Women exposed to widely used chemicals while pregnant are more likely to have altered gene function in their placentas, according to a new study.
2015 Study Abstract
There is increasing concern that early-life exposure to endocrine-disrupting chemicals (EDCs) can influence the risk of disease development. Phthalates and phenols are two classes of suspected EDCs that are used in a variety of everyday consumer products, including plastics, epoxy resins, and cosmetics. In utero exposure to EDCs may impact disease propensity through epigenetic mechanisms.
The objective of this study was to determine if prenatal exposure to multiple EDCs is associated with changes in miRNA expression of human placenta, and if miRNA alterations are associated with birth outcomes.
Our study was restricted to a total of 179 women co-enrolled in the Harvard Epigenetic Birth Cohort and the Predictors of Preeclampsia Study. We analyzed associations between first-trimester urine concentrations of 8 phenols and 11 phthalate metabolites and expression of 29 candidate miRNAs in placenta by qRT-PCR.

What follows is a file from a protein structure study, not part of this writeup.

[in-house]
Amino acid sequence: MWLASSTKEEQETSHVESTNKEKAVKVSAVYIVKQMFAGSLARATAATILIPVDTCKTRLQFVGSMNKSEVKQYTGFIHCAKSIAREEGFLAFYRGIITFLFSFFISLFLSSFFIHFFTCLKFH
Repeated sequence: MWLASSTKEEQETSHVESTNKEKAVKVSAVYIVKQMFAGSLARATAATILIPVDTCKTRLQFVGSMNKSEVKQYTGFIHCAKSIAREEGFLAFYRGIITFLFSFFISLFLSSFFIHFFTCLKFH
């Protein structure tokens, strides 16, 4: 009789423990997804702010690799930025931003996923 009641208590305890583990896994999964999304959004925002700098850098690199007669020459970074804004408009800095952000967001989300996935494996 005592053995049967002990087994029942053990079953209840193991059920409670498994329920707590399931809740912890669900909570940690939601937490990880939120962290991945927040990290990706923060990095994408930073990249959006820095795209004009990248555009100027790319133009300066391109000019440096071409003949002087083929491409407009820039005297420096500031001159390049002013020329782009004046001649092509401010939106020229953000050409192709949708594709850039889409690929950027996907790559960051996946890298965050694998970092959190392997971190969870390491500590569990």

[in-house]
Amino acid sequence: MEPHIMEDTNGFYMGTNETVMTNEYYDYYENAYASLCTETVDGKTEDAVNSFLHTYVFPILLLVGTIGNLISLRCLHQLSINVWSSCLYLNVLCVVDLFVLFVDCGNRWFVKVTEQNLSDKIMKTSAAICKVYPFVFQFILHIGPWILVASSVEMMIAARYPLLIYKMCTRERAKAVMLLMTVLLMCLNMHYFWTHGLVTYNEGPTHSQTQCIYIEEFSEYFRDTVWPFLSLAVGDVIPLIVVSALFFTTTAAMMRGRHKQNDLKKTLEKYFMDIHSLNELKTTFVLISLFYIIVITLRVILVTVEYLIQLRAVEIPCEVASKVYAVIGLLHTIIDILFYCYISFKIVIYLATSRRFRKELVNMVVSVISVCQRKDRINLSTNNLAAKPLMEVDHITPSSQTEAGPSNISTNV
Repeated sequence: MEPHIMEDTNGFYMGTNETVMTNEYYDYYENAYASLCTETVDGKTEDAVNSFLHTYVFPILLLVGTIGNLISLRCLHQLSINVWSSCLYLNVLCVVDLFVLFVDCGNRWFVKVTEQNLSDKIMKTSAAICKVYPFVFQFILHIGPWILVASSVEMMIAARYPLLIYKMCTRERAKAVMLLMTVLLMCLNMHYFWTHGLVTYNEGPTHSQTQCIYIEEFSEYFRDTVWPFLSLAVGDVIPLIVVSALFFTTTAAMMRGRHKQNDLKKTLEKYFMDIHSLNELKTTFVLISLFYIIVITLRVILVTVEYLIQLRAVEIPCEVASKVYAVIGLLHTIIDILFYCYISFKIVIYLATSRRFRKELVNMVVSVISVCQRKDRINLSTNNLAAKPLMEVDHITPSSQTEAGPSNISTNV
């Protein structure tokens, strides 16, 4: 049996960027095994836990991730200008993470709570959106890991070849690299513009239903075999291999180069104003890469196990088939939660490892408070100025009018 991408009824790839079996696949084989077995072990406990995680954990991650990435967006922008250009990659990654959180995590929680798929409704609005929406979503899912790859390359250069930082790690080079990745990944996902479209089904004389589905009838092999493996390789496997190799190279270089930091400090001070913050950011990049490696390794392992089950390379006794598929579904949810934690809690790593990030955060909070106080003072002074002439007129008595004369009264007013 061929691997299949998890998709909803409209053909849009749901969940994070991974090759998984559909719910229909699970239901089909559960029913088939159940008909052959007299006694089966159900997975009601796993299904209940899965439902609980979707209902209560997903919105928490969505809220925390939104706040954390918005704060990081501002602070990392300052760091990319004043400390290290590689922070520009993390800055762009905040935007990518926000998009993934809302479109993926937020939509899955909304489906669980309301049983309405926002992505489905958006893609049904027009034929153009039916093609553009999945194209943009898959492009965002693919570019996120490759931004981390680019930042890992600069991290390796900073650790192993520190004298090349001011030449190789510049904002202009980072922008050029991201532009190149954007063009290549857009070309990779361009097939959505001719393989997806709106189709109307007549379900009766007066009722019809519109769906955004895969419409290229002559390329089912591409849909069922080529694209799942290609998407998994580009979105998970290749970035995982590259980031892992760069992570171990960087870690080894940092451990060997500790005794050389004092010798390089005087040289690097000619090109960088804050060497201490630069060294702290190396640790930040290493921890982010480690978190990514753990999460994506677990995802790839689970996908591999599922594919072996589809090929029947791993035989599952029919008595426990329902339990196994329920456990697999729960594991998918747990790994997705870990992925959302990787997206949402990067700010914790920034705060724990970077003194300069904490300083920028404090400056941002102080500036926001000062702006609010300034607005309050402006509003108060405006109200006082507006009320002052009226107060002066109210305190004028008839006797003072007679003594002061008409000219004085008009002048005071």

For three miRNAs, miR-142-3p, miR15a-5p, and miR-185, we detected associations between ∑phthalates or ∑phenols on expression levels (p<0.05). By assessing gene ontology enrichment, we determined the potential mRNA targets of these microRNAs predicted in silico were associated with several biological pathways, including the regulation of protein serine/threonine kinase activity. Four gene ontology biological processes were enriched among genes significantly correlated with the expression of miRNAs associated with EDC burden.
Overall, these results suggest that prenatal phenol and phthalate exposure is associated with altered miRNA expression in placenta, suggesting a potential mechanism of EDC toxicity in humans.